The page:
Results: Thirty-eight radiation oncologists joined the study. Twenty-one delivered long-course radiotherapy with dose intensification. Boost volume was delineated on diagnostic magnetic resonance imaging (MRI) in 18 centres (85.7%), and computed tomography (CT) and/or positron emission tomography-CT in 9 (42.8%); 16 centres (76.2%) performed co-registration with CT-simulation. Boost dose was delivered on gross tumor volume in 10 centres (47.6%) and on clinical target volume in 11 (52.4%). The most common total dose was 54-55 Gy (71.4%), with moderate hypofractionation (85.7%). Intensity-modulated radiotherapy (IMRT) was used in all centres, with simultaneous integrated boost in 17 (80.8%) and image-guidance in 18 (85.7%).

Conclusion: A high quality of treatment using dose escalation can be inferred by widespread multidisciplinary discussion, MRI-based treatment volume delineation, and radiation delivery relying on IMRT with accurate image-guided radiation therapy protocols.
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http://dx.doi.org/10.21873/anticanres.14966DOI Listing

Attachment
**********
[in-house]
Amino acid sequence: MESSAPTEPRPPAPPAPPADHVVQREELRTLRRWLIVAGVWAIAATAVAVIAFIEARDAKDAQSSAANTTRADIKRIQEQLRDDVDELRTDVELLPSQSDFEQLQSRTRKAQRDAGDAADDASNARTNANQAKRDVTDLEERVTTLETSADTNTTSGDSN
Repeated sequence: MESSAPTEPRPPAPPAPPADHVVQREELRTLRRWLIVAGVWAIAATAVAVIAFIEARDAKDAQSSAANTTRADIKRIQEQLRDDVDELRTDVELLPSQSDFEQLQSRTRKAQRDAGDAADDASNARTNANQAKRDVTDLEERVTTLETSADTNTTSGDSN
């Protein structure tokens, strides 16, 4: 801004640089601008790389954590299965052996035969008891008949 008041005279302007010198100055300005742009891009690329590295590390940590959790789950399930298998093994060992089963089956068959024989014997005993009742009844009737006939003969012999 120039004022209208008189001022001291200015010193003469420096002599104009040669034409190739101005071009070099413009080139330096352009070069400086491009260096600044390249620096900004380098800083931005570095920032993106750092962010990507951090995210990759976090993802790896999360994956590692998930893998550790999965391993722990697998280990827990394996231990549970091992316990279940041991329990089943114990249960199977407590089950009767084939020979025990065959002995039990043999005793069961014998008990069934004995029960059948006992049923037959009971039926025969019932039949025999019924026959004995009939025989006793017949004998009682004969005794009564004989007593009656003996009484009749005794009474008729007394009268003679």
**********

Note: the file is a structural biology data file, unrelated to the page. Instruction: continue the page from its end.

April 2021

Alexithymia and professional quality of life in radiation oncology: The moderator effect of the professional profile.

Radiother Oncol 2021 Feb 10;158:48-54. Epub 2021 Feb 10.

Department of Psychology, "ReMind the Body" Research Group, University of Turin, Italy.

Background And Purpose: Cancer care can be taxing. Alexithymia, a personality construct characterized by difficulties in identifying and describing feeling and emotions, an externally-oriented thinking style and scarcity of imagination and fantasy, is significantly correlated with higher levels of both secondary traumatic stress (STS) and burnout and lower levels of compassion satisfaction in medical professionals in radiation oncology. In this study, we aimed to assess the difference in professional quality of life (QoL) and the association with alexithymia in this multidisciplinary field depending on the specific profession (radiation/clinical oncologist, RO; medical physicist, MP; radiation therapist, RTT).

Material And Methods: The study was conducted via an online questionnaire, receiving 1500 submissions between May and October 2018. Alexithymia was assessed via the Toronto Alexithymia Scale (TAS-20) and professional QoL was evaluated using the Professional Quality of Life Scale (ProQoL) version 5. Comparisons between the RO, RTT, and MP groups were performed by ANOVA or MANOVA, followed by Bonferroni corrected ANOVAs for continuous variables, and Pearson's chi-square test for categorical variables. The effect size was determined by calculating partial eta-squared (η).

Results: Profession had a moderator role on the correlation between alexithymia and STS, with RO being at a higher risk than MP and RTT. Further, the results of this study demonstrate the relevant point prevalence of decreased well-being at work even for professional categories such as MP despite the more technical profile and reduced interaction with patients.